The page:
How Black Lives Matter became big business

BLM has raised a lot of money – and done a lot of damage.

Tom Slater

Tom Slater
Editor

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Topics Identity Politics USA

It’s been 10 years since the killing of Trayvon Martin, the black American teenager whose untimely death would go on to birth the Black Lives Matter movement. Fittingly, BLM began with a social-media post. In response to the acquittal of the man who killed Martin, George Zimmerman, Alicia Garza posted ‘a love letter to black people’ on Facebook, expressing her feelings of grief and injustice. A friend, Patrisse Cullors, reposted it with the hashtag #BlackLivesMatter. Another friend, Opal Tometi, snagged the domain name and social-media accounts. A slogan, an organisation and a movement were born. In 2020, it went around the world.

But a decade into this brave new era of ‘anti-racist’ agitation, of a now globalised American racial identity politics, what has BLM achieved? First and foremost, it has raised an awful lot of money. Recent controversies over the ‘Black Lives Matter mansion’ – a $6million property quietly purchased by the Black Lives Matter Global Network Foundation (BLM’s primary organisation) in 2020 – has reminded us how eye-watering the sums are. In the wake of the murder of George Floyd, corporate donations from the likes of ​​Amazon, Microsoft, Airbnb and Unilever flooded in. According to BLMGNF, it closed out 2020 with $60million left over.

Well before we found out about the mansion – which BLM claims was bought for the purpose of creating ‘content’, even though little content has reportedly been created so far – grassroots activists were angry about how decisions were being made and how money was being spent. In November 2020, 10 Black Lives Matter chapters signed an open letter demanding more accountability. The families of some of the victims of police violence have accused BLM’s leadership of ‘profiting off their dead sons’.

Patrisse Cullors resigned as executive director of BLMGNF last May, following outcry over her own swelling property portfolio. She said she funded her four homes through her book and production deals, but this only highlighted how well she and others have done out of the movement, while those on the ground struggle to make ends meet.

All of this begs the question: who benefits from BLM? It is, in terms of international reach at least, the biggest anti-racist campaign in modern history. But there is no signal policy or political goal one could readily assign to it. Its primary mission seems to be the perpetuation of its own bleak, apocalyptic narrative – grandly pledging on its website to ‘eradicate white supremacy and build local power to intervene in violence inflicted on black communities by the state and vigilantes’. Its primary achievement has been mainstreaming this notion that America is rotten to its core, that racist police are terrorising black communities – identitarian fever dreams which are not borne out by the evidence.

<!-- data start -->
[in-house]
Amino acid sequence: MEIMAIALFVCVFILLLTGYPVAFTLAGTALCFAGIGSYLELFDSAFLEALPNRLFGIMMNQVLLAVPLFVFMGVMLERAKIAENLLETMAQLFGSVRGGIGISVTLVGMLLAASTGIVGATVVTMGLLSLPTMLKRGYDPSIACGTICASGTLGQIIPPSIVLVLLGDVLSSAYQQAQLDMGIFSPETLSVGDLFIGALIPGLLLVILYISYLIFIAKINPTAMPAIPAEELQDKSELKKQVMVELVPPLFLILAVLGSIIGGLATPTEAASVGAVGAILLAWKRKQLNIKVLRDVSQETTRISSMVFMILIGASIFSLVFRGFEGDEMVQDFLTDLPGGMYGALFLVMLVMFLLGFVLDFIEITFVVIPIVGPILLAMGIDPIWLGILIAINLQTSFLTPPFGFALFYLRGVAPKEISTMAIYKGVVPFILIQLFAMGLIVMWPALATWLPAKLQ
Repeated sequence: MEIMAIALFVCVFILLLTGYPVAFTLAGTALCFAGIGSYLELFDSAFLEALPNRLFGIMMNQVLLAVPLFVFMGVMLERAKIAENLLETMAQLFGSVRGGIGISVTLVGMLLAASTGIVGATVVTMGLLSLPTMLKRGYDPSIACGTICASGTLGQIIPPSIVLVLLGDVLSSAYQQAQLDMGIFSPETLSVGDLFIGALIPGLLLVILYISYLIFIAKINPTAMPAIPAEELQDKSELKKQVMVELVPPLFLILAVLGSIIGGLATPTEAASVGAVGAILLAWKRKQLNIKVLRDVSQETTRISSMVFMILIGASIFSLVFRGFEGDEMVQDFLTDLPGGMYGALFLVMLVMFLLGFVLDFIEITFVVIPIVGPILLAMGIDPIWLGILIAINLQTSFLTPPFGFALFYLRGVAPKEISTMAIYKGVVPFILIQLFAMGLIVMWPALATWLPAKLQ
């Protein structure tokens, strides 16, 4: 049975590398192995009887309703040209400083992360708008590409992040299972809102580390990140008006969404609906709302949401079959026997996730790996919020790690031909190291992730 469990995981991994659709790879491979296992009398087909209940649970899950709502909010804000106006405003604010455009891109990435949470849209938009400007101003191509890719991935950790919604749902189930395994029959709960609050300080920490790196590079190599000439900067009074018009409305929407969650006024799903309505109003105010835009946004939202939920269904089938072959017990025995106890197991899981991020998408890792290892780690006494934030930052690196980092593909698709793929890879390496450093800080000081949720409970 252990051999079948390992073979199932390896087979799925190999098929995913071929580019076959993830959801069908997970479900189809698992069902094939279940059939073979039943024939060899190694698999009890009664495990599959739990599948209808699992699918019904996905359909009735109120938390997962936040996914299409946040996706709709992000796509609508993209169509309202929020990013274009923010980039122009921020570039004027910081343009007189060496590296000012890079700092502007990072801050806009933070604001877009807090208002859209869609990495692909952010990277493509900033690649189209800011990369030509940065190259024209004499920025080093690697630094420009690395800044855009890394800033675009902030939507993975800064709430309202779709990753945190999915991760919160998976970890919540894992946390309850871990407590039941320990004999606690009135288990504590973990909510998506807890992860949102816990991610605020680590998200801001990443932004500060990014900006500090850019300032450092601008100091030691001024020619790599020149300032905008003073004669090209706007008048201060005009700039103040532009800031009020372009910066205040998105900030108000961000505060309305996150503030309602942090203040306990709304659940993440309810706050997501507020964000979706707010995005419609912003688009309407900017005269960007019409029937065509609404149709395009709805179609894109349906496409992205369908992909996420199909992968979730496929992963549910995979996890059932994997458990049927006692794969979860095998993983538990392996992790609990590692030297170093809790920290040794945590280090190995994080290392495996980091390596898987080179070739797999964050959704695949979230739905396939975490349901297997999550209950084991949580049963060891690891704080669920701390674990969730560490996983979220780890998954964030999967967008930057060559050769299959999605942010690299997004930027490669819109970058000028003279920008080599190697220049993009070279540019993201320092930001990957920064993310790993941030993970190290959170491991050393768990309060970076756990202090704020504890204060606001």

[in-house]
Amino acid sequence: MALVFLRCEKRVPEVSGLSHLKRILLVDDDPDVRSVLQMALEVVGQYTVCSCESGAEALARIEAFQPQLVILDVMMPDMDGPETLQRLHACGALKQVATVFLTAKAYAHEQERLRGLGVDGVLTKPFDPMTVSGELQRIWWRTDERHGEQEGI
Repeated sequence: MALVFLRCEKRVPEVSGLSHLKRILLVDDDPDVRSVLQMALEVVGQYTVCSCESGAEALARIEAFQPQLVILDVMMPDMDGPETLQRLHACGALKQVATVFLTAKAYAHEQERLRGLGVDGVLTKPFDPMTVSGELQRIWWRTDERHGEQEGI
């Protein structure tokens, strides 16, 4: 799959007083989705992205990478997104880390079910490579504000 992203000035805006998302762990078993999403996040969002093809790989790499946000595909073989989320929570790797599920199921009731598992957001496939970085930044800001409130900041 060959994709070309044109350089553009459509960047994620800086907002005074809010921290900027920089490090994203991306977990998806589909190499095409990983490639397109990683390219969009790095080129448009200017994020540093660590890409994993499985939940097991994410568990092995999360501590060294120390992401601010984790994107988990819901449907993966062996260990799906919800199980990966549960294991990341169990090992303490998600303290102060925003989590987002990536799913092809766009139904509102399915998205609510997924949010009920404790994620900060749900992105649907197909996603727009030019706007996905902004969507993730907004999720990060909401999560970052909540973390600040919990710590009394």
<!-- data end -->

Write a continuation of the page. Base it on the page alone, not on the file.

None of this is to say that racism no longer exists, or that some communities aren’t still battling with the legacy of racism and ongoing economic injustice. But in terms of the ‘lived experience’, if we must use that phrase, of black Americans, BLM has made things worse. The call to ‘defund the police’ in the wake of Floyd’s murder led to a pulling back of police forces from high-crime, majority-minority areas. Murder rates soared. Riots – whitewashed as protests by the mainstream media – ripped the heart out of black urban communities across the US. A toxic atmosphere of censorship and cancellation made it difficult even to criticise what was going on.

All the while, millions flowed into BLM’s coffers and – as we now know – into the pockets of high-end Californian real-estate firms. Much of it was from the corporate behemoths of modern capitalism. So eager were Google, Apple and Microsoft to give to Black Lives Matter that at one point they almost donated millions to an entity called the Black Lives Matter Foundation, which had nothing to do with BLM proper (and was, incidentally, more pro-police).

Clueless right-wingers who castigate these firms for backing a ‘Marxist’ organisation entirely miss the point. Black Lives Matter was never a threat to those in positions of power. If anything, it has done most damage to those at the bottom, while allowing activists to buy houses and corporations to buy virtue.

For genuine progressives, the job of the next decade will be ridding ourselves of the neoliberal ‘anti-racism’ that BLM has left us with.

Tom Slater is editor of spiked. Follow him on Twitter: @Tom_Slater_

Picture by: Getty.

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